Warsaw said goodbye with heavy rain, which made us really look forward to pleasant 29 °C in Doha. After an uneventful flight crossing the red sea and the middle east we arrived in Doha around 7 pm. Since our luggage was stowed for transfer we were free to explore, and after finding out how to leave the departure terminal we took the short bus ride to the arrival terminal. Our idea was to take a cab into the city to see it at night and stay at the ocean to watch the sunrise, then return to the airport and sleep in the quiet zone recommended in the reviews at sleepinginairports.com, which promised reclining chairs and blankets. The flight to Bangkok was to leave at 1:30 pm, so we had plenty of time.

First thing at arrival we asked a very helpful Indian guy at the information about taking a cab into town, which area to go to and asked about the rest areas. He tried to be helpful, but didn’t really get our plan, that we didn’t have a hotel and wanted to stay outside and spend the night there…maybe the idea was a bit too exotic. But he recommended a shopping mall, the Doha City Center, as a location to enjoy the skyline at night.

Passing through immigration looked like a long wait, but after about 10 minutes we got lucky, as all women in the cues were allowed to pass at an extra counter were only women with children and elder people had been served before. Apparently people in Katar are very considerate. We payed the 100 Rial for the stamp in the passport and quickly went outside to ask for the price of the ride and get some cash. Soon our cab was speeding along the coastal line towards the movie-like skyline of Doha against the desert and some palm trees. There was a seaside walk along the shore, and we already looked forward to going there, enjoying a fresh breeze and the sea. But first, City Center mall. The ride went past some amazing skyscrapers, each trying to outdo the others in innovation and uniqueness. The mall itself was huge, with posh stores and an ice rink – and a Carrefour supermarket, where we grabbed some yoghurt and refreshing lemonade for dinner, and felt like queens of the mall. We walked around a bit more, taking in the atmosphere. It was a weird feeling, seeing the traditionally dressed men in white gowns and women in black gowns, populating all the European shops that one finds in a regular shopping mall. People seemed to be very relaxed, men often walking around or standing in small groups talking, giving a very communicative and friendly impression. I would have loved to get into a conversation with some of them, but felt too tired – maybe some other time.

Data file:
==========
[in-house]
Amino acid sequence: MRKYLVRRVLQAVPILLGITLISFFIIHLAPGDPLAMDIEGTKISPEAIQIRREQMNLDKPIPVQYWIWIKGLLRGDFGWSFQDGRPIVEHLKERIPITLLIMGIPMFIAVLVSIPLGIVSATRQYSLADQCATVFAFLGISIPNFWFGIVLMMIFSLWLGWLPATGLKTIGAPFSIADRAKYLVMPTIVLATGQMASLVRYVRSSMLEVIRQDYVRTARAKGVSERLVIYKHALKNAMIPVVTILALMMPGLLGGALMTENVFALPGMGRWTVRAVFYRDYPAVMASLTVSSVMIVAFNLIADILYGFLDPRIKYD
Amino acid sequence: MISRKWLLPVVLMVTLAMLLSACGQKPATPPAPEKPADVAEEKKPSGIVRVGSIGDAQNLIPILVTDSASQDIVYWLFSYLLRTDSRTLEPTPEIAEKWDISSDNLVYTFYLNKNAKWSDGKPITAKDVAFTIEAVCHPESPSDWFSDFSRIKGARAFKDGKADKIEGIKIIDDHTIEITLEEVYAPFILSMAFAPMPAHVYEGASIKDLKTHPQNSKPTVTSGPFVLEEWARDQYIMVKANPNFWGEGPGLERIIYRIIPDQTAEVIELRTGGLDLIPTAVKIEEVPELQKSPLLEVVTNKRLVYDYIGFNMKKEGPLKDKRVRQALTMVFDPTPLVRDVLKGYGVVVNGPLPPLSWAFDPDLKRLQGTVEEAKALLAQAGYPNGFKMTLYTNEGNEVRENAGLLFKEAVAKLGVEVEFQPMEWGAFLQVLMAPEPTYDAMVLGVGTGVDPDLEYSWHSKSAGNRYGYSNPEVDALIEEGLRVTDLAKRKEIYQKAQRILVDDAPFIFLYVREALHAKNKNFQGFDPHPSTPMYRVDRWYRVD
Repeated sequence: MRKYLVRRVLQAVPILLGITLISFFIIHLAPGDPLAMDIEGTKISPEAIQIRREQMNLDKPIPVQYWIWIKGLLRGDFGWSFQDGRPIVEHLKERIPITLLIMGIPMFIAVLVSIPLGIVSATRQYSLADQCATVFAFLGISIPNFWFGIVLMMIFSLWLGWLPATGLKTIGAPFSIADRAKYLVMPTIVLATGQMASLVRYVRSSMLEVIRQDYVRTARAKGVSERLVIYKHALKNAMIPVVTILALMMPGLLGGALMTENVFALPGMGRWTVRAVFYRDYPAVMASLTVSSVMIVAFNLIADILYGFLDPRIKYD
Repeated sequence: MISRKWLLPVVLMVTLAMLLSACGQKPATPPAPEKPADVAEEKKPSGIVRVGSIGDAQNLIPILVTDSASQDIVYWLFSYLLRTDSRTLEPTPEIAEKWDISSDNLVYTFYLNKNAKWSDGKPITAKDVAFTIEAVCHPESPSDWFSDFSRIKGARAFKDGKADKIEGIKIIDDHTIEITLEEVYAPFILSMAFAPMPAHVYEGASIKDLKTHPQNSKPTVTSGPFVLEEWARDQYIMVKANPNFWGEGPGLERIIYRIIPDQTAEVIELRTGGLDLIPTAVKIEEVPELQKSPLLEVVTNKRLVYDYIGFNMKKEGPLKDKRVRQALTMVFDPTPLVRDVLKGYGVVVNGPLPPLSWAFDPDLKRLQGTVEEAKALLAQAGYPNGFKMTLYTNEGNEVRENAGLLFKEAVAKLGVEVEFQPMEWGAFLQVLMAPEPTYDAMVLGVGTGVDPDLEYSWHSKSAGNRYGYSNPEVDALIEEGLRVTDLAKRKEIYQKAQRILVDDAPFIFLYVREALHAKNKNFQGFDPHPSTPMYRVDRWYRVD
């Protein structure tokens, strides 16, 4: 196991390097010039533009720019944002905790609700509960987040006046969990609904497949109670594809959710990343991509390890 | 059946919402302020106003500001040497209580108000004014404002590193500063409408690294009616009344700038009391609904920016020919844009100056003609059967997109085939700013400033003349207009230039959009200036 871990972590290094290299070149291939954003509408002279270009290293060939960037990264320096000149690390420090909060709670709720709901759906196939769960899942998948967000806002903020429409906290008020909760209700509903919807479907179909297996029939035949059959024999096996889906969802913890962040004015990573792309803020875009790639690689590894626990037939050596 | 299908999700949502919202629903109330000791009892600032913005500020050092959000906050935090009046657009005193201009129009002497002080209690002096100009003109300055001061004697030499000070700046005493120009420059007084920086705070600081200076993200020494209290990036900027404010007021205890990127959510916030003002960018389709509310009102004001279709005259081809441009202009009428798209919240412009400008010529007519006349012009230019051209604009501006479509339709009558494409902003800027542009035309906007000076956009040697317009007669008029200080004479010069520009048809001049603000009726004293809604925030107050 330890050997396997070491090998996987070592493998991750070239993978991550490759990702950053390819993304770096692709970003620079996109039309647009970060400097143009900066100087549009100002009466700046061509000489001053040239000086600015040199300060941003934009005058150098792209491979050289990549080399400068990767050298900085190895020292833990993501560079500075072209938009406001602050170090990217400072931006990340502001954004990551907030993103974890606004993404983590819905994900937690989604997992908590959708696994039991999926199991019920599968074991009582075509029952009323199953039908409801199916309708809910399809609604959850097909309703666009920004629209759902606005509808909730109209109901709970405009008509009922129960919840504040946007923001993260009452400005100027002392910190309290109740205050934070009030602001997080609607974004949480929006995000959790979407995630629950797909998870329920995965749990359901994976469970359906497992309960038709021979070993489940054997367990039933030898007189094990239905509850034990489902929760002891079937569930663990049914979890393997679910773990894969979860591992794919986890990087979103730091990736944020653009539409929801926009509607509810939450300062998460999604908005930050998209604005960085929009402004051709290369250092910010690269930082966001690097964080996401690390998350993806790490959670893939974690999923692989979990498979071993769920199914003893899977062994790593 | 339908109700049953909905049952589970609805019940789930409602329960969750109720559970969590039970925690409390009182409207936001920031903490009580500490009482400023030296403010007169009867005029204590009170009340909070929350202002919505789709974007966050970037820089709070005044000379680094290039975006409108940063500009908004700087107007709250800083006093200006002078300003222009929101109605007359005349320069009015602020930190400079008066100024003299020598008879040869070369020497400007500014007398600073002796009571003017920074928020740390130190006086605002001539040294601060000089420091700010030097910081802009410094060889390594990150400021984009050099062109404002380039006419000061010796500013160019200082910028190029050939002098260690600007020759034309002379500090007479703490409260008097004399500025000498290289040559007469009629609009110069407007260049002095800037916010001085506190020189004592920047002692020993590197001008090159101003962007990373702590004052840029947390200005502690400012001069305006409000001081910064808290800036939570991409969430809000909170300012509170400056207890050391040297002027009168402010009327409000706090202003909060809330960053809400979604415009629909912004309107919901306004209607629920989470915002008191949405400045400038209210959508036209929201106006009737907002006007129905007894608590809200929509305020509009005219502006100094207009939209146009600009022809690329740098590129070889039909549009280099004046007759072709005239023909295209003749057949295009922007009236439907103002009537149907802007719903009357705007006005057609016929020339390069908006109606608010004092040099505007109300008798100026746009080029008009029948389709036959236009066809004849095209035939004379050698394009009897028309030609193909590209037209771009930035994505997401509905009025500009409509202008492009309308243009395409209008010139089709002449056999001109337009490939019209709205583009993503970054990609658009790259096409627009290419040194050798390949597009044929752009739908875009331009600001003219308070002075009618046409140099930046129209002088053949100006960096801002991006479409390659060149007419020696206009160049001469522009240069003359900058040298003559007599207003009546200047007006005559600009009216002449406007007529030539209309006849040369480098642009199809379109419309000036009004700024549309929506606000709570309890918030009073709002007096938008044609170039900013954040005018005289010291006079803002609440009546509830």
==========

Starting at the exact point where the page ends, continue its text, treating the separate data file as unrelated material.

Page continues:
One quick dinner of Thai noodle soup later we were ready to head for the seaside, but outside of the mall we got stopped by a guy who asked where we were going, and upon our answer said he would not advise it, as it was not safe for two women to walk about the streets on their own, there were some really weird guys out there. After a quick discussion Anne and I decided -quite heavy-hearted- to skip walking around downtown and going to the seaside, and instead take a cab back to the airport. We would have loved to stop for a quick view of the skyline from the seaside, but we didn’t have an idea how to get another cab for the rest of the ride. This was one of the situations where it plain sucks to be a woman – I usually am not that easily scared off, but this being the start of our travel and me knowing very little abut Katar made it seem wiser to forego the experience. What do you think, any instances you remember when being a girl was just plain unfair?

Back at the airport at the departure terminal, we searched and after a while found the quiet zone, as promised with reclining chairs. There were ample free seats (surprising, as the airport was full of people sleeping in the waiting areas), so we picked two facing each other and settled for the night. Now my travel towel came in really handy, it makes for a pretty warm blanket. Unfortunately the quiet zone was not quiet at all, and the reclining chairs turned out to be very uncomfortable – it was just not possible for me to find a position that did not lead to an aching back or blood being drained from my arms or legs. Hugging my backpack with my camera, I had an uneasy 6 hours of half sleep. Anne wasn’t better off, judging from her slightly yogaeske positions for sleeping I figured she also had trouble with blood circulation. Around 6:30 am local time I got up, not sleepy enough anymore to continue trying to sleep. I went to bush my teeth and get some water on my face to feel human again. Afterwards I went for coffee with Karol, the irish guy who had been sleeping next to me and had asked me to set an alarm for him. We had a good talk – I love meeting people when I’m traveling, it often makes for really interesting conversations, it is so amazing how different kinds of lives people do lead. Later I picked up Anne for breakfast and to make something good of the rest of our time at Doha airport. We had a great coffee, checked out the duty free shops and went looking for a power outlet for my laptop, so I could charge my laptop and make use of the free WiFi (a luxury, as I was to find out later). Time went by quickly, and soon our flight to Bangkok was called. Overall I enjoyed the visit to Doha, and also staying in the airport was quite ok. How about you, anyone with experiences sleeping at Doha airport?